Mayor Weaver notes Flint has cut its $2 million in annual garbage collection expenses by rebidding the service; the city expects to cut annual water expenses to $12 million from $21 million; and the city continues to work with the Governor to address the public health concerns associated with the Flint water crisis. To try to become an economic magnet or hub, rather than a city to be avoided, the city is focused on a $37 million renovation of the Capitol Theatre, creating a central, historic space which could draw folks to events, restaurants, and bars. As the Mayor puts it: “I don’t think people should take their eyes off Flint…They should know the rest of the story. One of the things I’ve learned is we were going to get more done if we work together. If people are going to help you, why would you not sit down and work things out?”

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The Challenges of Investing in the Future, or, Can God Work a Miracle?

eBlog, 04/18/17

Good Morning! In this a.m.’s eBlog, we consider the vestige of a most challenging issue during Detroit’s historic bankruptcy: water and sewer fees: how does a municipality balance between its needs and the ability of its lowest income citizens to pay? Then, we look at the same issue—especially because of its regional implications, in the nearly insolvent municipality of Petersburg, Virginia—where, as in many regions, water and sewer services—and costs—have regional dimensions. Finally, we inquire about lingering colonialism in Puerto Rico, where the government is planning a plebiscite so that its citizens can have a voice with regard to the U.S. territory’s future.

Fiscal & Physical Municipal Balancing. The City of Detroit’s Board of Water Commissioners is set to vote on a proposal to scale back a controversial storm water drainage fee in the wake of a backlash from churches and businesses, which have been most unhappy about the newly set $750-per-acre monthly charge—with the Board set to consider an option to reduce the drainage fee to $125 per acre until July, after which it would phase in increases over the next five fiscal years to $677 by July of 2022, according to Gary Brown, the Detroit Water and Sewerage Department [DWSD] Director. The Motor City began imposing the fee in July 2015 on the owners of 22,000 parcels with impervious surfaces such as roofs and parking lots which “were not,” as Director Brown noted, “paying anything at all…This essentially is giving them an opportunity to have five years to build green infrastructure projects and get a credit to permanently reduce their costs.”

The issue comes at a politically critical time, as Mayor Mike Duggan, running this year for re-election, has been confronted by opposition to the fee by Detroit’s politically-influential pastors—or, as Pastor Everett Jennings, of New Providence Baptist Church, put it: “They say it’s not taxation, but to me it’s a way to tax the church.” The Pastor notes the proposed monthly water bill for his northwest side church skyrocketed from $650 per month to $7,500 per month after the city began assessing the storm water drainage fee. Similarly, Phil Cifuentes, owner and CEO of Omaha Automation Inc., a small automotive and military manufacturing supplier near the Detroit-Hamtramck border, reports: “I came into a system that wasn’t charging anyone…And then I came into a system that, two years later, was charging the largest water sewerage rates in the country,” referring to the $15,630 bill he received in 2015—with the assessment dated back several years, leading him to note: “If they come down through this new rate, how does that affect everyone who owes them outstanding charges like the $10,000 I owe?”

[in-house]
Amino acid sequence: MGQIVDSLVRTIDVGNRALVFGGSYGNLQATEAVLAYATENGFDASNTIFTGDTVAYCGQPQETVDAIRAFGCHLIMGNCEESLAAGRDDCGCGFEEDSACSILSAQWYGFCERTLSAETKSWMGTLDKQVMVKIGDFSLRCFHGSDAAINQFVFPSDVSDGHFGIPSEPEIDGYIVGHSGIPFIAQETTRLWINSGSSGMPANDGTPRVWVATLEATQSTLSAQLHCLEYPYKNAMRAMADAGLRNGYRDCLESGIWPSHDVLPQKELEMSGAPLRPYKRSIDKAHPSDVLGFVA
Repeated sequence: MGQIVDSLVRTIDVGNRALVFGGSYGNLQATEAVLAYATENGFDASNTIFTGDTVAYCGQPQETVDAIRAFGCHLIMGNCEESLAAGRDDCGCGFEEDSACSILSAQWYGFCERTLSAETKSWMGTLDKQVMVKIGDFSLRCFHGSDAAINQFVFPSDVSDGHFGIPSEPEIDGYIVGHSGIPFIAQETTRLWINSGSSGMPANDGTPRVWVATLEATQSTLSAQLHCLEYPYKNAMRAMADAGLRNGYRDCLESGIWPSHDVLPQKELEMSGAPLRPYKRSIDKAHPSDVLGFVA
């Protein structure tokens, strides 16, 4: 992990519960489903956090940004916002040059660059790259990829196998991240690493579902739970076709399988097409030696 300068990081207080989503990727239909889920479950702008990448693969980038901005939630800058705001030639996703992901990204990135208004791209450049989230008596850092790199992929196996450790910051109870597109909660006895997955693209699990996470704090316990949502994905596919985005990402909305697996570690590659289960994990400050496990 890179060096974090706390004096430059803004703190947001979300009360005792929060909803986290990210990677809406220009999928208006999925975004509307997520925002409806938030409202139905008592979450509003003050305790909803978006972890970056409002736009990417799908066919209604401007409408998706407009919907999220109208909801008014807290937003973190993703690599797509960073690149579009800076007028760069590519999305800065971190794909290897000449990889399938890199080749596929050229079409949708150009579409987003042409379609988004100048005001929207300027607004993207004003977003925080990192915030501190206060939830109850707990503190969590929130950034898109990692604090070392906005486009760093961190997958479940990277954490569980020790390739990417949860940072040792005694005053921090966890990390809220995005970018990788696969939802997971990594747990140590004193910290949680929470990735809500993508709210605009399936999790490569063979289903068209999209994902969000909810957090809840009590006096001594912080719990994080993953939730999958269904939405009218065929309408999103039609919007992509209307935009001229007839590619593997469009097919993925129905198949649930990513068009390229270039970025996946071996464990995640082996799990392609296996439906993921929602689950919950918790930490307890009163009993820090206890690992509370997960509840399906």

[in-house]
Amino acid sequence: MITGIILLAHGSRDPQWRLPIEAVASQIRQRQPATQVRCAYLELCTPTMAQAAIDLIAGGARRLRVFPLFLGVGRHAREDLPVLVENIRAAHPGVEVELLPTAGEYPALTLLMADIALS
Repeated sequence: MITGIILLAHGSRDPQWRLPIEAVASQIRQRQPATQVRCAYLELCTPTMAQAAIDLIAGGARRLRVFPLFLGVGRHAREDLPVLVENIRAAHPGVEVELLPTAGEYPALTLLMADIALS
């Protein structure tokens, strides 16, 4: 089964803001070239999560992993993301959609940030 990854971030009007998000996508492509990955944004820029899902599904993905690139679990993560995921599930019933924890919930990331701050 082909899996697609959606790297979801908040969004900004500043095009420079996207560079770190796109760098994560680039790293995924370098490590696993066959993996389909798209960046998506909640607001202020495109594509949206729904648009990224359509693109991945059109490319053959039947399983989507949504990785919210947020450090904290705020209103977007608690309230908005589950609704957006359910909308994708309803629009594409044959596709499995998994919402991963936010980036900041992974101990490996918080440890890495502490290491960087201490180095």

Property owners will still owe the water department past-due charges at the higher rate; however, according to Mr. Brown, they will be eligible for relief for the next few years. The new phased-in rate structure going before the city water board will commence at $125 effective April Fool’s Day, double on July 1st, increase to $375 in July of 2018, $500 in July of 2019, and $626 in July of 2020. In July 2021, the per-acre fee will increase to $651, followed by a final hike of $26 in July of 2022. Mr. Brown notes: “By having a longer five-year opportunity to phase in, it gives them an opportunity to better budget for the new cost and also to go out and have a green infrastructure project designed.” He added that DWSD customers who were originally being charged $852 per impervious acre will see their rate gradually reduced to $677 by July of 2022 to match the rate charged to the 22,000 parcels in the new five-year phased-in plan: “This all goes away and everybody goes to one flat rate at the end of five years.”

To address an issue which had been raised before now retired U.S. Bankruptcy Judge Steven Rhodes during Detroit’s chapter 9 bankruptcy, Mr. Brown noted that the water department is going to offer grants of up to $50,000 for half of the cost of water retention projects on the sites of large churches and businesses to reduce the amount of storm water and impervious surfaces, according to Mr. Brown, who noted the city agency has budgeted $5 million for the grants, even as he described the drainage fee as having been “a real deterrent” to his plans to buy an adjoining 2.5-acre parcel and build another 40,000-square-foot manufacturing facility. The drainage fee itself was partly a response to a 2015 class action lawsuit Michigan Warehousing Group LLC brought against both the City of Detroit and DWSD for charging some property owners the $852 per acre monthly fee, while charging others nothing or as little as $20 based on the size of their water meter pipe. Thus, as Mr. Brown this week noted: “We’re trying to settle that lawsuit by getting everyone on to a fairer and equitable rate system by putting them on the same rate.” CEO Cifuentes notes that Omaha Automation is part of the class action lawsuit.